Rigidly closed to foreigners before 1882, the Korean Peninsular had been within the Chinese sphere of influence for many centuries despite repeated attempts at interference from Japan. From 1868, the Japanese officially manifested what they themselves termed a "peculiar" interest in Korea - their nearest mainland territory - to the extent that, as the nineteenth century drew to a close, a Sino-Japanese War became inevitable. The catalyst for the War was a serious rebellion in Korea in May 1894; the Chinese government sent 2,000 troops to quash it who were closely followed by a Japanese force determined to do the same. The arrival of two foreign armies, in fact, defused the insurrection without bloodshed whereupon China and Japan each demanded that the other's forces be withdrawn immediately. This stand-off continued for two months until matters rapidly came to a head as a result of the infamous Kowshing incident.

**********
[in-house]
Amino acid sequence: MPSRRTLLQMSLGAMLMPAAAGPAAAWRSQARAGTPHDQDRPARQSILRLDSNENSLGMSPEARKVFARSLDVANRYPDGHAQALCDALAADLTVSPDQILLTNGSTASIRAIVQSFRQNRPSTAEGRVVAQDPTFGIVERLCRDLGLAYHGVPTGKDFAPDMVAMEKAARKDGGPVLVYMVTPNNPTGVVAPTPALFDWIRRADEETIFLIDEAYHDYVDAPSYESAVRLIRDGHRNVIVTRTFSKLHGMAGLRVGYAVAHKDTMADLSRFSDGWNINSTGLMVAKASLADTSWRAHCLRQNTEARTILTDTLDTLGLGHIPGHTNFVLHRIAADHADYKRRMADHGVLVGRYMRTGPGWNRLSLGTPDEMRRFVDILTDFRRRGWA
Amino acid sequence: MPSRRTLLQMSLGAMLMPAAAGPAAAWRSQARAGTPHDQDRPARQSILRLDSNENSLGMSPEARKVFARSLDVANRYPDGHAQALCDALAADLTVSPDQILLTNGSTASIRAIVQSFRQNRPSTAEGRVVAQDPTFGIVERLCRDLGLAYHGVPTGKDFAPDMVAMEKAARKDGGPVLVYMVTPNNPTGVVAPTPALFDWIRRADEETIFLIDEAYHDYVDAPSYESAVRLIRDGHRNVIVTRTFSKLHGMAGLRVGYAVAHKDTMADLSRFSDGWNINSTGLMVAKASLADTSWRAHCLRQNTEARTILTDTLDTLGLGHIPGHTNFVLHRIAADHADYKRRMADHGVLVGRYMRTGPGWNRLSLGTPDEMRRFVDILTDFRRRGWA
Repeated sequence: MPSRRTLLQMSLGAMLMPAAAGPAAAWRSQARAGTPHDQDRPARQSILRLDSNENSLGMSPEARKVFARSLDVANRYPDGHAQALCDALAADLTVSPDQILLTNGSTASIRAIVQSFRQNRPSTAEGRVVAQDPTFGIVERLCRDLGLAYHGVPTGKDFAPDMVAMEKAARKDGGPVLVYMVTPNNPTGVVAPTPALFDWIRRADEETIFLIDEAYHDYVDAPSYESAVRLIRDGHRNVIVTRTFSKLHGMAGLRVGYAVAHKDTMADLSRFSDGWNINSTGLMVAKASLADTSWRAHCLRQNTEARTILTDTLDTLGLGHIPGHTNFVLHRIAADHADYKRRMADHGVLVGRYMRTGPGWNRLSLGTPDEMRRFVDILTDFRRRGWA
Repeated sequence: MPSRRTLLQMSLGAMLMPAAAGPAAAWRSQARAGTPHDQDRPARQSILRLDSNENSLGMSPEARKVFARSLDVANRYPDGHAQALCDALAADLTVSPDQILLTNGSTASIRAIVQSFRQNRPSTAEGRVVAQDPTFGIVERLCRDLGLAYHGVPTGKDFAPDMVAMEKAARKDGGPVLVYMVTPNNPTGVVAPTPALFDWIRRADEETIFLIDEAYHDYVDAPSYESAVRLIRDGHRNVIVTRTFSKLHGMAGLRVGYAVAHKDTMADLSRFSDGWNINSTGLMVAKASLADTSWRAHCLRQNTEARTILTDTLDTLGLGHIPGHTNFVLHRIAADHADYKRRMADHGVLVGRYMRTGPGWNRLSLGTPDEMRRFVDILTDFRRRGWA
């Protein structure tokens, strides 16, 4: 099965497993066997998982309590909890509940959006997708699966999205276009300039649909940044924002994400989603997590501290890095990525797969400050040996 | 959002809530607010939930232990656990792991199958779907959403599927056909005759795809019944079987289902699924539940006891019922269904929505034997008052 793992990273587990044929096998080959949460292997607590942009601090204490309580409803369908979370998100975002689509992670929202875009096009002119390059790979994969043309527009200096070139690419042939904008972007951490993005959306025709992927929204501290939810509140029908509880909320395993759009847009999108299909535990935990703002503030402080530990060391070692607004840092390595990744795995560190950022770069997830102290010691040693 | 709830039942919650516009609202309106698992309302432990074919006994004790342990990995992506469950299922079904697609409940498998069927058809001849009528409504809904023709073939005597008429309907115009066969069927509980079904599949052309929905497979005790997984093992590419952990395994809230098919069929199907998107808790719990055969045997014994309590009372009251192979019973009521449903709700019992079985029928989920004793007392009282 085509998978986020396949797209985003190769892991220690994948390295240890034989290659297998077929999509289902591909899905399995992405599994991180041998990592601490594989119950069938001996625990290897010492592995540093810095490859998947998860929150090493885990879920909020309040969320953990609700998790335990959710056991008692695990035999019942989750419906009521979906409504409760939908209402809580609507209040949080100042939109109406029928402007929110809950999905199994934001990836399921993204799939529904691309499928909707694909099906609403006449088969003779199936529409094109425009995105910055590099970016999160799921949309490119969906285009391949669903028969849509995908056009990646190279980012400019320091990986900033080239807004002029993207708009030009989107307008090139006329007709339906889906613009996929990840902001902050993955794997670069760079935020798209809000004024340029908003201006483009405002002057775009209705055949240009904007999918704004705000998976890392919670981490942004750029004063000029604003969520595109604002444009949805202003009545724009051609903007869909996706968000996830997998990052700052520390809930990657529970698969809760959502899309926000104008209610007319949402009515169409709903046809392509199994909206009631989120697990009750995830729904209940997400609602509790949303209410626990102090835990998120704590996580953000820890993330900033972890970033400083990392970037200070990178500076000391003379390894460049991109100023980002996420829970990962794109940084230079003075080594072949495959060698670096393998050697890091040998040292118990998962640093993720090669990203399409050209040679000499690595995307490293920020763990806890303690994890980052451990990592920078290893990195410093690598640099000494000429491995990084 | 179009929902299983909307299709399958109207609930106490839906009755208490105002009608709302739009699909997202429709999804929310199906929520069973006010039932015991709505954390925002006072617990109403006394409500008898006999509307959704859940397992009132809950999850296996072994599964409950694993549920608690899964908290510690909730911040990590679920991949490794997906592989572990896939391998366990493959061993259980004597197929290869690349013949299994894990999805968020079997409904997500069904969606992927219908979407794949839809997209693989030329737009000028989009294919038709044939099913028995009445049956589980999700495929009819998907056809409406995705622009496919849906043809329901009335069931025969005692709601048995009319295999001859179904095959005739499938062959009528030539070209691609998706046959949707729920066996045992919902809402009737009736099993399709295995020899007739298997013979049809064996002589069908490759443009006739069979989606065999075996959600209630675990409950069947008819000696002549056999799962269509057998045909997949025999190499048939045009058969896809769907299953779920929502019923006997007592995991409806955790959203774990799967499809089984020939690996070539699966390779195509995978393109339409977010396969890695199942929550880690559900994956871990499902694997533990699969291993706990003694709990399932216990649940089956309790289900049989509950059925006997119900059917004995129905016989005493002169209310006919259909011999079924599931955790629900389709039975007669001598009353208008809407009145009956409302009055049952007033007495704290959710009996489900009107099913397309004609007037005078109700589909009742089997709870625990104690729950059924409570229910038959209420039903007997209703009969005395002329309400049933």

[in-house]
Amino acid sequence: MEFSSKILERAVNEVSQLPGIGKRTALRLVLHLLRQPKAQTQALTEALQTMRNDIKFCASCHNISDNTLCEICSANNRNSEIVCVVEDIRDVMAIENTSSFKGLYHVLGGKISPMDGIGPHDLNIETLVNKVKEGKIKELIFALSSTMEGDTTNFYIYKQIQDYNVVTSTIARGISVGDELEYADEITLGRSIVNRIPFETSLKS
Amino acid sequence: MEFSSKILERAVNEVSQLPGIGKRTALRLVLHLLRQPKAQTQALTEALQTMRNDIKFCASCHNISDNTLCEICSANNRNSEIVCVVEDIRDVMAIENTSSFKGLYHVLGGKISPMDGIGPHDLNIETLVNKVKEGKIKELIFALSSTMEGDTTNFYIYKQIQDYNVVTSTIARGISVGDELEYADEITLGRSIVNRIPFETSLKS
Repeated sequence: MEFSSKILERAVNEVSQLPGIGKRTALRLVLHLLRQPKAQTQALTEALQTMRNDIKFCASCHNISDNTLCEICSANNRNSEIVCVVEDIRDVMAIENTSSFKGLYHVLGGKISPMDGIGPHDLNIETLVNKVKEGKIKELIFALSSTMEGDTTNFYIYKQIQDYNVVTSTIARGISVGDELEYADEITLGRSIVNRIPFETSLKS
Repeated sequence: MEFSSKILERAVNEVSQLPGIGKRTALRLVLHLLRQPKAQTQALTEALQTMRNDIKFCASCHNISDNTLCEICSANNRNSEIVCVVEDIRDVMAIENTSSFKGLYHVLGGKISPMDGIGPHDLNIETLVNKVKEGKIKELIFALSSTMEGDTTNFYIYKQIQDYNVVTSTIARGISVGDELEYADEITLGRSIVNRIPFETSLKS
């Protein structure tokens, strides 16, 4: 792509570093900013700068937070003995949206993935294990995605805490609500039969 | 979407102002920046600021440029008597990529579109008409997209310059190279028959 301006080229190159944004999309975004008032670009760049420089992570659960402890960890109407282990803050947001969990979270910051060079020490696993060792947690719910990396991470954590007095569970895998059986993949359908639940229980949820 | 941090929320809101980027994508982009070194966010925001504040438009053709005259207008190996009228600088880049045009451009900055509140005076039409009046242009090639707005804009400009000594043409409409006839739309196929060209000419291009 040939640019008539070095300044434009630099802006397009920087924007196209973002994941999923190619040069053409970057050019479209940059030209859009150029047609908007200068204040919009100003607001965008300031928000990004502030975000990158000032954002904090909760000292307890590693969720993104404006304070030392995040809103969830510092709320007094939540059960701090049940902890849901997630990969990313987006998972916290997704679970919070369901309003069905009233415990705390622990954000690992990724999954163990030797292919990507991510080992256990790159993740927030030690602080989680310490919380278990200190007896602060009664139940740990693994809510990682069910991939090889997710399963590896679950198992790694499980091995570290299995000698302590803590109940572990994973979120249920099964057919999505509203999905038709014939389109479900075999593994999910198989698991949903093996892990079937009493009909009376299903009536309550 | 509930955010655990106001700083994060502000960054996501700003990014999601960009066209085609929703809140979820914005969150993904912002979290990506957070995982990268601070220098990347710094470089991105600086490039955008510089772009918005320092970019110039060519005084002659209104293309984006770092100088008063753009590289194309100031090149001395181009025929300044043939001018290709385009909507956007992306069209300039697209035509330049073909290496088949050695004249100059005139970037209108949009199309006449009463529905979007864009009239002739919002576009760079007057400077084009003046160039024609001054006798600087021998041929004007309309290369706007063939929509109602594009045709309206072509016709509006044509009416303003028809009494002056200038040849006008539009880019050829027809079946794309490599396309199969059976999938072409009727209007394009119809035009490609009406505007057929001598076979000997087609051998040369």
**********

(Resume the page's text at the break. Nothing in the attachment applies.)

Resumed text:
Determined to reinforce her military presence in Korea, China despatched three heavily-loaded troopships from Taku, the last of which, Kowshing, with 1,100 men aboard, left on 23rd July. Even though there had been no formal declaration of war, the warships of both countries were already at sea and, on 25th July, the Kowshing and her two armed escorts ran into three fast cruisers of the Japanese 'flying squadron' comprising the Yoshino, Naniwa and Akitsushima. After badly damaging the Chinese cruiser Tsi Yuen, which departed the scene chased by Yoshino, the Japanese then dealt with the little gunboat Kuang Yi before turning their attention to Kowshing. She posed more of a problem as she was a British-owned transport under charter but, after due deliberation, Naniwa's captain opened fire on the defenceless troopship and sank her with massive loss of life and only 150 survivors. The repercussions of this massacre brought China's declaration of war on 1st August and, barely six months later, Japan emerged victorious, in possession of Korea, and with a hugely enhanced profile in the eyes of the western powers who now realised that Japan had suddenly become a 'force to be reckoned with'.